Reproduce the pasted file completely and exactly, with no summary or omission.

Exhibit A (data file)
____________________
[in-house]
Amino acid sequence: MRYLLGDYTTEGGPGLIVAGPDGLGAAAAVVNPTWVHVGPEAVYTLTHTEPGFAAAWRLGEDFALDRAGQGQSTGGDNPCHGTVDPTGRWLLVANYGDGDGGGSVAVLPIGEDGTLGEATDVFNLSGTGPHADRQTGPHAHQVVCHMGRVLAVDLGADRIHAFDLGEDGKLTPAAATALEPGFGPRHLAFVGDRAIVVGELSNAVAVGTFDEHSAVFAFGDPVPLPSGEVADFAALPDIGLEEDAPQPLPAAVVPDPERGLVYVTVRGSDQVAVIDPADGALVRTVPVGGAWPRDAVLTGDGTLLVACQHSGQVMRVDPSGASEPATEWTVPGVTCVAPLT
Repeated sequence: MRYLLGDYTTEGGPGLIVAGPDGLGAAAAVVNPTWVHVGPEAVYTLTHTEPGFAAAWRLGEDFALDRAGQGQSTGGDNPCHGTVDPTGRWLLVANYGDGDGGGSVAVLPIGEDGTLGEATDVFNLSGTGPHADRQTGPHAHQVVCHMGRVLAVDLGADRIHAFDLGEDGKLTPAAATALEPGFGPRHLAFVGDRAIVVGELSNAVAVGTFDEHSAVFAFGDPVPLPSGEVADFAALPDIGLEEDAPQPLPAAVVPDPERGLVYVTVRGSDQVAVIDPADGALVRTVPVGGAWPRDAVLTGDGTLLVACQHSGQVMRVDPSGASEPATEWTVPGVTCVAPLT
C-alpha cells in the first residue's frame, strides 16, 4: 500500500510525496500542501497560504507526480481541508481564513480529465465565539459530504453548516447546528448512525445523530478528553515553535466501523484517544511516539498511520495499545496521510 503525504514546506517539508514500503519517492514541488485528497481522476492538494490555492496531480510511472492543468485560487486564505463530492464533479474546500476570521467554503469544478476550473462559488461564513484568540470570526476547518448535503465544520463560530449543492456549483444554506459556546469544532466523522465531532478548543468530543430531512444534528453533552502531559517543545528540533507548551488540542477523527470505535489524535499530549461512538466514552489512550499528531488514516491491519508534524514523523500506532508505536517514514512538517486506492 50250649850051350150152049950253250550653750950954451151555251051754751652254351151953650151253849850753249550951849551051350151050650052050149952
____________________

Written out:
[in-house]
Amino acid sequence: MRYLLGDYTTEGGPGLIVAGPDGLGAAAAVVNPTWVHVGPEAVYTLTHTEPGFAAAWRLGEDFALDRAGQGQSTGGDNPCHGTVDPTGRWLLVANYGDGDGGGSVAVLPIGEDGTLGEATDVFNLSGTGPHADRQTGPHAHQVVCHMGRVLAVDLGADRIHAFDLGEDGKLTPAAATALEPGFGPRHLAFVGDRAIVVGELSNAVAVGTFDEHSAVFAFGDPVPLPSGEVADFAALPDIGLEEDAPQPLPAAVVPDPERGLVYVTVRGSDQVAVIDPADGALVRTVPVGGAWPRDAVLTGDGTLLVACQHSGQVMRVDPSGASEPATEWTVPGVTCVAPLT
Repeated sequence: MRYLLGDYTTEGGPGLIVAGPDGLGAAAAVVNPTWVHVGPEAVYTLTHTEPGFAAAWRLGEDFALDRAGQGQSTGGDNPCHGTVDPTGRWLLVANYGDGDGGGSVAVLPIGEDGTLGEATDVFNLSGTGPHADRQTGPHAHQVVCHMGRVLAVDLGADRIHAFDLGEDGKLTPAAATALEPGFGPRHLAFVGDRAIVVGELSNAVAVGTFDEHSAVFAFGDPVPLPSGEVADFAALPDIGLEEDAPQPLPAAVVPDPERGLVYVTVRGSDQVAVIDPADGALVRTVPVGGAWPRDAVLTGDGTLLVACQHSGQVMRVDPSGASEPATEWTVPGVTCVAPLT
C-alpha cells in the first residue's frame, strides 16, 4: 500500500510525496500542501497560504507526480481541508481564513480529465465565539459530504453548516447546528448512525445523530478528553515553535466501523484517544511516539498511520495499545496521510 503525504514546506517539508514500503519517492514541488485528497481522476492538494490555492496531480510511472492543468485560487486564505463530492464533479474546500476570521467554503469544478476550473462559488461564513484568540470570526476547518448535503465544520463560530449543492456549483444554506459556546469544532466523522465531532478548543468530543430531512444534528453533552502531559517543545528540533507548551488540542477523527470505535489524535499530549461512538466514552489512550499528531488514516491491519508534524514523523500506532508505536517514514512538517486506492 50250649850051350150152049950253250550653750950954451151555251051754751652254351151953650151253849850753249550951849551051350151050650052050149952